It’s been another hectic month in British politics, and this is reflected in a couple of major shifts in our Cabinet League Table.
- May bounces back. Only last month the Prime Minister’s fortunes were in the doldrums, with a positive score of just 9.1 points. Yet what a difference now: May is up in a very respectable seventh position, with a score of +56.4. This is probably down to a combination of factors, primarily her handling of Russia but also the relatively smooth progress of the Brexit negotiations and a favourable contrast with Labour’s shambles.
- Truss taking off? The Chief Secretary to the Treasury has not, in her previous Cabinet posts, enjoyed a strong showing in the Table, regularly ranking as one of the lowest-performing members during her stint at Justice. Yet whilst she has had no spectacular breakthrough into the top spots, it is worth noting that her standing is much improved. Is it her high-profile association with the Party’s free-market wing, such as helping to launch Freer? Or perhaps too that she is allowing more of her personality to come through in Instagram?
- Williamson tanks. Oh dear. The Defence Secretary has been described by some as being on the most blatant bid for the Tory leadership in recent memory, but today’s scores suggest this isn’t going well. After telling the Russians to “go away and shut up”, Williamson’s rankings have sunk from a respectable +41 to just +15.9. This poor performance stands in stark contrast to that of Theresa May, whose rebound clearly shows that there was a ‘Salisbury dividend’ there for the taking.
- Gauke craters. The Justice Secretary had built up a reputation as a safe pair of hands, but that has gone to pieces in the wake of his botched decision not to appeal against John Worboys’ parole. He now has the dubious honour of being the only Cabinet member with a negative score – which does at least suggest that it has been a better month for a couple of his colleagues…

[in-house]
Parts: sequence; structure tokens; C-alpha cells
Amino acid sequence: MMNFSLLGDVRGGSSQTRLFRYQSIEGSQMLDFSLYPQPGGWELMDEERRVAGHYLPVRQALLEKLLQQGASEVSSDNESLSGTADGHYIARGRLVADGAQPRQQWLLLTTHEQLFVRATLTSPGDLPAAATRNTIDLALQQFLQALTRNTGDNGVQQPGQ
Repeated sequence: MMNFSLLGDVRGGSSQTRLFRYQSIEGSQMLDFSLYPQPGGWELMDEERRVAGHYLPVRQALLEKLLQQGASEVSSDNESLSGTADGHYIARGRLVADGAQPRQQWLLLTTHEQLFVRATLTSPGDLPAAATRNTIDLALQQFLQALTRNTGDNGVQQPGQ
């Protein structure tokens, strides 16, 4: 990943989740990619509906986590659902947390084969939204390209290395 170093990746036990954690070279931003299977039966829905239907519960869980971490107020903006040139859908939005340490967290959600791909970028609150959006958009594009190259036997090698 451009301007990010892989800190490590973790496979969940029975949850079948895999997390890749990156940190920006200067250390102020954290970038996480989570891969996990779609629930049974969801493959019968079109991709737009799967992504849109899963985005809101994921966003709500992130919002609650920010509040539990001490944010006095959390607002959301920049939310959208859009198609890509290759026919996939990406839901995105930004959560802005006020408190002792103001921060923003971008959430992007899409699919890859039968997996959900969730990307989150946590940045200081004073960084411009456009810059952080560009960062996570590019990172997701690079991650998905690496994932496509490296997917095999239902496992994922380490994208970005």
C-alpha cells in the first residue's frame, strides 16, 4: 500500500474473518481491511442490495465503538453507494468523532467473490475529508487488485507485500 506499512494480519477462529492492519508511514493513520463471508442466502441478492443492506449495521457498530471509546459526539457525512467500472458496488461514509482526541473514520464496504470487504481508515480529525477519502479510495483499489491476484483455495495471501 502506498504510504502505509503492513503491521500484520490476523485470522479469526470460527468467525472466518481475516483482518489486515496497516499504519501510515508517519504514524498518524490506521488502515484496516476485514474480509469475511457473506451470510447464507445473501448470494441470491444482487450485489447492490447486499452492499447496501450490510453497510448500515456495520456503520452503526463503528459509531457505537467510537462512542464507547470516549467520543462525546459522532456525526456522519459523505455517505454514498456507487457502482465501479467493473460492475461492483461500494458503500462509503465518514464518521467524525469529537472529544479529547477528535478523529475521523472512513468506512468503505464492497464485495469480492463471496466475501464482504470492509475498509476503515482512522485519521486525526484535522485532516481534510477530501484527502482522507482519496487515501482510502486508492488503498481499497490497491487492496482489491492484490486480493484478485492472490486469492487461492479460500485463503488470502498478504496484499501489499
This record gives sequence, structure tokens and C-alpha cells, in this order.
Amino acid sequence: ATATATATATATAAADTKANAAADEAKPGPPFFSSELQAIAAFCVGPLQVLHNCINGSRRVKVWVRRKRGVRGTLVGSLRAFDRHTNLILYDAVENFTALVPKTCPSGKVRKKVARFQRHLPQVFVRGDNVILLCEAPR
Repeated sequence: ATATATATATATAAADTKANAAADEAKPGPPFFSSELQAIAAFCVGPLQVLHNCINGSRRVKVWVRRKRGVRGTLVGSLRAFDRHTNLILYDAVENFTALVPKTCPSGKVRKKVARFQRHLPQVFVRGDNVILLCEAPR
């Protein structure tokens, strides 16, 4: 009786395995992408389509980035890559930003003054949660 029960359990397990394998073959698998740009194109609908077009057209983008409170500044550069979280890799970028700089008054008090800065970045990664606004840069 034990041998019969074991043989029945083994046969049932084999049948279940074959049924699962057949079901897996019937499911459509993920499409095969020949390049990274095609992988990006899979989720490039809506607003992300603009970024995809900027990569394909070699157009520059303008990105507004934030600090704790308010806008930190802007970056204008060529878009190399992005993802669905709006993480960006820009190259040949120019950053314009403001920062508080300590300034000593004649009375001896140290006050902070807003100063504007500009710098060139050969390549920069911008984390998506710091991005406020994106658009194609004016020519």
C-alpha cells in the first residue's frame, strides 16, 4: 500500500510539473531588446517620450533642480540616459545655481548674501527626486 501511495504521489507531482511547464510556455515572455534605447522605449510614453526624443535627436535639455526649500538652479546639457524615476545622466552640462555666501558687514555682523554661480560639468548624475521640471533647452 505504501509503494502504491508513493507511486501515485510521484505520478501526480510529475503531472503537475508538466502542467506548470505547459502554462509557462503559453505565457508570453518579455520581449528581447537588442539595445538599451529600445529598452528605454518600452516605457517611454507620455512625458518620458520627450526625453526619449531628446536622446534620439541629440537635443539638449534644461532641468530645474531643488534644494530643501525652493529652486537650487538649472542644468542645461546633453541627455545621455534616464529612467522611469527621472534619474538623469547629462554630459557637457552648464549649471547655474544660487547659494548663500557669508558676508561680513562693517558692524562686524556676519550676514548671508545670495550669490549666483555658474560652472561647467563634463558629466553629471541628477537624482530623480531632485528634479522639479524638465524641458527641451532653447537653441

- Hammond yoyos again. The Chancellor’s reputational roller coaster has been a feature of this Table for ages, and he’s recorded yet another impressive swing from last month’s -39.6 to today’s +3.1. This still leaves him the lowest-rated Cabinet minister save for Gauke, and it looks as if Hammond may be confined to the lower reaches of the rankings for the time being.
- Rudd also back in the black. At -2.4 the Home Secretary was the only other Cabinet member to record a negative score last month, and today she is just shy of +13. But with knife crime (a totemic Home Office issue) in the headlines, her low score suggests a missed opportunity.
- Finally, the rise of Fox. Sometimes the dramatic rises and falls of individual ministers can obscure longer-term trends in the table, one of which is the gradual consolidation of Liam Fox’s position with the membership. From sixth position last month he now stands on the cusp of breaking the Gove-Hunt-Mordaunt lock on the podium positions.